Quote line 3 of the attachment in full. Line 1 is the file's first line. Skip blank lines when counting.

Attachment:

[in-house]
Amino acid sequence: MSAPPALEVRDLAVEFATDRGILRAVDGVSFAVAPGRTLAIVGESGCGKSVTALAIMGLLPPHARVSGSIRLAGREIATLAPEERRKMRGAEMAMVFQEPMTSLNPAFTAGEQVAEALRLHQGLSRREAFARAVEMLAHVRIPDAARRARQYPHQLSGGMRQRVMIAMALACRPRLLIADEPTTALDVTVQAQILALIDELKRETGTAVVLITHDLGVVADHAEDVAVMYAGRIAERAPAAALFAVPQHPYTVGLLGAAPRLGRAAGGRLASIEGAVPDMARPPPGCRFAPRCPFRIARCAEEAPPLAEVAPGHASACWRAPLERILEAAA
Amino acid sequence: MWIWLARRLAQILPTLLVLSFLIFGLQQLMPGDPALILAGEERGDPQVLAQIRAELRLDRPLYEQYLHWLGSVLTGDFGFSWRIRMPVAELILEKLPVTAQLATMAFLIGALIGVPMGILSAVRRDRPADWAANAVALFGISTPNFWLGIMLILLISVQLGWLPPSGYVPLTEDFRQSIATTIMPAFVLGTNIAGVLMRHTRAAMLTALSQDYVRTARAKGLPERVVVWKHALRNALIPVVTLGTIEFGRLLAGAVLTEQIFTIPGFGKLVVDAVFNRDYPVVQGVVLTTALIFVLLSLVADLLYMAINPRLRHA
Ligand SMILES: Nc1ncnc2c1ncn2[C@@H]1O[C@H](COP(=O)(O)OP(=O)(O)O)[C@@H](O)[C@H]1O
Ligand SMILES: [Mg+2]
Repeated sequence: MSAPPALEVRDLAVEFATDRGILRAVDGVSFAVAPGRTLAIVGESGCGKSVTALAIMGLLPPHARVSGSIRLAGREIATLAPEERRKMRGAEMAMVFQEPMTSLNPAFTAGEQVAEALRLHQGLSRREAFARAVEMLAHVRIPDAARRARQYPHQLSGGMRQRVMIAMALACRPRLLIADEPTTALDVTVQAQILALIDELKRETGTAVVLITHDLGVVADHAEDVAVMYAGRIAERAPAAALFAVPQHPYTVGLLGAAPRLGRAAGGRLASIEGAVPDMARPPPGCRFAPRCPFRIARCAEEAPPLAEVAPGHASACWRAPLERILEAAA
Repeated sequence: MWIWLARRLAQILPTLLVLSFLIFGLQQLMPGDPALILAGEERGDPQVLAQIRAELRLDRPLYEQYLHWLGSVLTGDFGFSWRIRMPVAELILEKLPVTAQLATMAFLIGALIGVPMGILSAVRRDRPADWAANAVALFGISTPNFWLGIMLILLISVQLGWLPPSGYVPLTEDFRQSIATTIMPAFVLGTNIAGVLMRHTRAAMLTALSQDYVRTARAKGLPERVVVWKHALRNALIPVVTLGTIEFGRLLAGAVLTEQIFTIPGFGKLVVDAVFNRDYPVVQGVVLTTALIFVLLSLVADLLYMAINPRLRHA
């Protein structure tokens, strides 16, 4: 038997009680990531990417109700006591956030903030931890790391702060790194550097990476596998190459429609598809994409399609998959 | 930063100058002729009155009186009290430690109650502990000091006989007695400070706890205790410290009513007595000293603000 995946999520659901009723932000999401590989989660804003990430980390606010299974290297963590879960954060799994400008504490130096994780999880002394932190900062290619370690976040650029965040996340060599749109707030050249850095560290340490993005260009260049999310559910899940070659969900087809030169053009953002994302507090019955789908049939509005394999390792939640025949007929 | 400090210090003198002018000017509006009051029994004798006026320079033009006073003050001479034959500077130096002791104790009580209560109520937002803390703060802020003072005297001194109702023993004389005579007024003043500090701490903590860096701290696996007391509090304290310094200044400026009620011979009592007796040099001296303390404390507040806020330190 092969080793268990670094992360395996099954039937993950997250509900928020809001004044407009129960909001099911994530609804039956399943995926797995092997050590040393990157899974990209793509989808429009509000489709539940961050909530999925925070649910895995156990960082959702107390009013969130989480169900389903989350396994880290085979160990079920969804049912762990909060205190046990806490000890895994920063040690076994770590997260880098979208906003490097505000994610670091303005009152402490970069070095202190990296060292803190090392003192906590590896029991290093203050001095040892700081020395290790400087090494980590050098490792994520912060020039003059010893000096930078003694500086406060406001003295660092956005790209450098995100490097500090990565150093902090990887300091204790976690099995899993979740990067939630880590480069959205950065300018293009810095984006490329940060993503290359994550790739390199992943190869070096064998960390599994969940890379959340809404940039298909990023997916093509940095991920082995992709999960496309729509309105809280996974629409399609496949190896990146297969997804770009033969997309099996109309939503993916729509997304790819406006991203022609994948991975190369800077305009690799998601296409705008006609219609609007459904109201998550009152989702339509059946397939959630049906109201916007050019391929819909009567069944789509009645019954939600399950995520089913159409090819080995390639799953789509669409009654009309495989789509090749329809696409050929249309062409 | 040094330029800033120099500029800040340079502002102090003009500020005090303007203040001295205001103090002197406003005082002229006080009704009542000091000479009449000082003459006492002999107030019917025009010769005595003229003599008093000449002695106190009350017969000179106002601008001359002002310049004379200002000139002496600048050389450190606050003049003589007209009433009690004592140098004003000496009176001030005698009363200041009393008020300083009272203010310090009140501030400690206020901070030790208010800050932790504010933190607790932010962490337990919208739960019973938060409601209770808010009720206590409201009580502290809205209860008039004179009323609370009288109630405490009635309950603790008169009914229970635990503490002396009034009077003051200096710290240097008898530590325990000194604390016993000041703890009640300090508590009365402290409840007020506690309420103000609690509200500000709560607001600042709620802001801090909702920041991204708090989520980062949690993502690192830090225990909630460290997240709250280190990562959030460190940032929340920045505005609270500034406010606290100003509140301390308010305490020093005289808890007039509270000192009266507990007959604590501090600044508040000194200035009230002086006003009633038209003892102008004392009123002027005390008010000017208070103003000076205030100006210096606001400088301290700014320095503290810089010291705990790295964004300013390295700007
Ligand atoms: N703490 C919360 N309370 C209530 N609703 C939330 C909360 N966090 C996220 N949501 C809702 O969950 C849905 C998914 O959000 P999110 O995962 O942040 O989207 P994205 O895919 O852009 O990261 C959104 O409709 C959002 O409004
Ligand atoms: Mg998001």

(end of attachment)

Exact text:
Amino acid sequence: MWIWLARRLAQILPTLLVLSFLIFGLQQLMPGDPALILAGEERGDPQVLAQIRAELRLDRPLYEQYLHWLGSVLTGDFGFSWRIRMPVAELILEKLPVTAQLATMAFLIGALIGVPMGILSAVRRDRPADWAANAVALFGISTPNFWLGIMLILLISVQLGWLPPSGYVPLTEDFRQSIATTIMPAFVLGTNIAGVLMRHTRAAMLTALSQDYVRTARAKGLPERVVVWKHALRNALIPVVTLGTIEFGRLLAGAVLTEQIFTIPGFGKLVVDAVFNRDYPVVQGVVLTTALIFVLLSLVADLLYMAINPRLRHA